Tradeable Ration Coupons to Address Climate Change and Alleviate Poverty

On Sunday at 4pm I was lucky enough to hear a wonderful talk on sustainability and economic growth by economist Gareth Morgan on Radio New Zealand, followed by an interview with Kim Hill.

Gareth listed some horrifying facts about how badly New Zealand was doing in reducing its carbon emissions. He referred more than once to the importance of having tradeable rights for emissions. That reminded me of something I have been reading from an excellent little 1999 book called The Ecology of Money by the late Richard Douthwaite. Chapter 4, which is on the web, outlines his proposal for an international currency, the EBCU (environmentally backed currency unit) designed to reduce carbon emissions.

He says “We want to link our monetary unit to something that discourages fossil fuel use even when there is pressure for an expansion of the amount of money in circulation.”

He says set the global limits and share them out among the nations of the world on the basis of their population in a certain base year. Ration out the rights to all human beings on earth. “Some nations would find themselves consuming less than their allocation, and others more, so it is proposed that the under consumers should have the right to sell their surplus to more energy intensive lands.”

Like Gareth Morgan, Richard says make the rights tradeable, but in a suitably designed international currency. (if we use the existing currencies the poor countries will still be cheated by the rich ones and will end up no better off. He explains that most countries keep their US dollars and Euros for reserves so that wouldn’t end up with the right effect) Then after they have all been traded in for emissions and cancelled, issue less the next year in the same way.

And the ration coupons are something called Special Emission Rights SER assigned by the IMF. It all gets a bit confusing and I struggle to understand it.

If you read Douthwaite’s chapter 4 it is clear that he has based it on the Contraction and Convergence model of the Global Commons Institute (GCI). He also talks about the work of an independent economist David Fleming. Fleming envisaged that perhaps 45% of each country’s allocation would be shared out equally among its population in the form of ‘domestic tradable quotas’ (DTQs). These would have to be surrendered in addition to cash whenever people purchased electricity or fuel.  And if you want to find more a search will lead you to a paper by Molly Scott Cato and Tony Cooper of the GCI. This gives some figures.

In my efforts to understand it better, I emailed Molly but she hadn’t done any more work on it since she wrote it. It seems David Fleming died in 2010 and Richard died last year. So I am trying to track down Tony Cooper of the Global Commons Institute. Maybe someone else can help me understand it better?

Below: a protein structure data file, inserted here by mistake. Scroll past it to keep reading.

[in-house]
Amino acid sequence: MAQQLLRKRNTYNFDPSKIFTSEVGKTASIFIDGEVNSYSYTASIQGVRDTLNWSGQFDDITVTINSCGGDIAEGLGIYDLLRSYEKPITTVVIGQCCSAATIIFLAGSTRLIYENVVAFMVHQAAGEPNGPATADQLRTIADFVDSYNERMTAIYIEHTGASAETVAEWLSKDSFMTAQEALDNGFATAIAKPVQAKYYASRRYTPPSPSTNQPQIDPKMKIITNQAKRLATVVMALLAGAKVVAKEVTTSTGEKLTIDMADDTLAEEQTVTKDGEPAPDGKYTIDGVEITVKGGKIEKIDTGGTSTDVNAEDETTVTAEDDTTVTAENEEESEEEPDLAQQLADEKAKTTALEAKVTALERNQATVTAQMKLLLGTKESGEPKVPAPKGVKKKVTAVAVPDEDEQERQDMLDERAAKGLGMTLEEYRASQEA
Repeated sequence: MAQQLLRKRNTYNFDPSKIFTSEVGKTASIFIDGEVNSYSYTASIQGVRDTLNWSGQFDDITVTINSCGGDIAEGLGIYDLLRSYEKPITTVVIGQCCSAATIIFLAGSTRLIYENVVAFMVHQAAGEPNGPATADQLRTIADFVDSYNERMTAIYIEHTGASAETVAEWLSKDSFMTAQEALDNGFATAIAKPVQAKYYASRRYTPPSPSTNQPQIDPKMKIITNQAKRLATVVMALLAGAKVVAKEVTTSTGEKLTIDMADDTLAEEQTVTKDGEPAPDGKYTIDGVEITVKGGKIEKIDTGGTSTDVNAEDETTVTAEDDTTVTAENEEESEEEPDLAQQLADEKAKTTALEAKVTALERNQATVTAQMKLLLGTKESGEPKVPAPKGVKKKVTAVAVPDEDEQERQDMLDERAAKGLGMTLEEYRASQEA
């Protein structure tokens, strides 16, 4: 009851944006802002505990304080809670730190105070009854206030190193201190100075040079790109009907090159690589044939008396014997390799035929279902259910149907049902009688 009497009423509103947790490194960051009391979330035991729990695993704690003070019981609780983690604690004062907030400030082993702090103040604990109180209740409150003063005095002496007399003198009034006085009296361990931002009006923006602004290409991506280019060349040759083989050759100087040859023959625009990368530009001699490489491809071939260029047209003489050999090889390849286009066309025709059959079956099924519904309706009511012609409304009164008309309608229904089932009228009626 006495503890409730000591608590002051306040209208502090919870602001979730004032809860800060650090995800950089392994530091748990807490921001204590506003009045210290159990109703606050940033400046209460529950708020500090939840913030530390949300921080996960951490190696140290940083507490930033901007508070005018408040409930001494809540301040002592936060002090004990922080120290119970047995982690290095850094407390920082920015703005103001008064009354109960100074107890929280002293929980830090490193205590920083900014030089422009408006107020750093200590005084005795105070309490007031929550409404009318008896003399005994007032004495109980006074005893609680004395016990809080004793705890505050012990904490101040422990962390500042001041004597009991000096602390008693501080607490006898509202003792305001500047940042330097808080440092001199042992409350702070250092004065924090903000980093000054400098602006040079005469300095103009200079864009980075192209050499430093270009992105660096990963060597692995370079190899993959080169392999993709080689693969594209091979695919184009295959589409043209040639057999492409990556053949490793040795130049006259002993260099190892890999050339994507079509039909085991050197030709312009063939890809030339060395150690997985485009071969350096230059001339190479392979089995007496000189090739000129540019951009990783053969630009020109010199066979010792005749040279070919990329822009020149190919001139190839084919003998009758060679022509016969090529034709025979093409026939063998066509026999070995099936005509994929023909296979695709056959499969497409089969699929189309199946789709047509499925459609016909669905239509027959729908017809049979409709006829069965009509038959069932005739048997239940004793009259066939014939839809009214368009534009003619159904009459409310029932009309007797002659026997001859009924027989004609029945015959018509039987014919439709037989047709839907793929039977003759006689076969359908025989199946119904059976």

So I was thinking about this in relation to our country’s carbon emissions. We could issue ration coupons to all New Zealanders, enough to allow for the current carbon emissions. Then we should allow people to sell their rights, but not in New Zealand dollars. They can be bought and sold only in our proposed domestic-only currency, the Zeal.

The effect would be that there would be a transfer of wealth from the high carbon emitters to the low carbon emitters.

We had ration coupons during the Second World War. I remember my mother taking her ration book to the shop to buy sugar, meat and clothing. You needed them as well as money. You couldn’t trade them then. And of course petrol was rationed.

Maori Party must be naive to negotiate for a committee on poverty

Set up a committee on poverty and say that is a way to stop it? Daft as. Hone is right. Koretake! Useless!

The way to stop poverty is to legislate and tax so that it stops the profiting from the passive ownership of land, resources or money. This is the New Economics Party policy and gets to the root of poverty issues. Tax what you use not what you earn, tax what you take not what you make.

Today I found that after the Global Financial Crisis in UK, there was a conference on Economic Justice and a Council of Economic Justice was set up. To the conference were invited many organisations which advocated monetary reform and many who advocated Land Taxation Tax and other resource taxes. This Council will have a great deal in common with our party. Meanwhile the Libdems have a group called ALTER which advocates land value taxes and the Scottish Greens now has a policy on this at local level. We are in touch with Earthsharing Canada and it is very gratifying to know that Frank De Jong is starting to read on the topic of monetary reform.

So oh dear Pita and Tariana. You are more naive than I thought. All you will do is watch the gap between rich and poor widen and widen, but you will at least know that statistics. To have a committee chaired by the very person who introduced a rise in the regressive GST tax regime shows how utterly ineffective it is going to be.

Monetary reform and land value taxes have been around for centuries, but in my lifetime they have never been implemented except for a brief period when we had unimproved value as a basis for  most of our local body rates.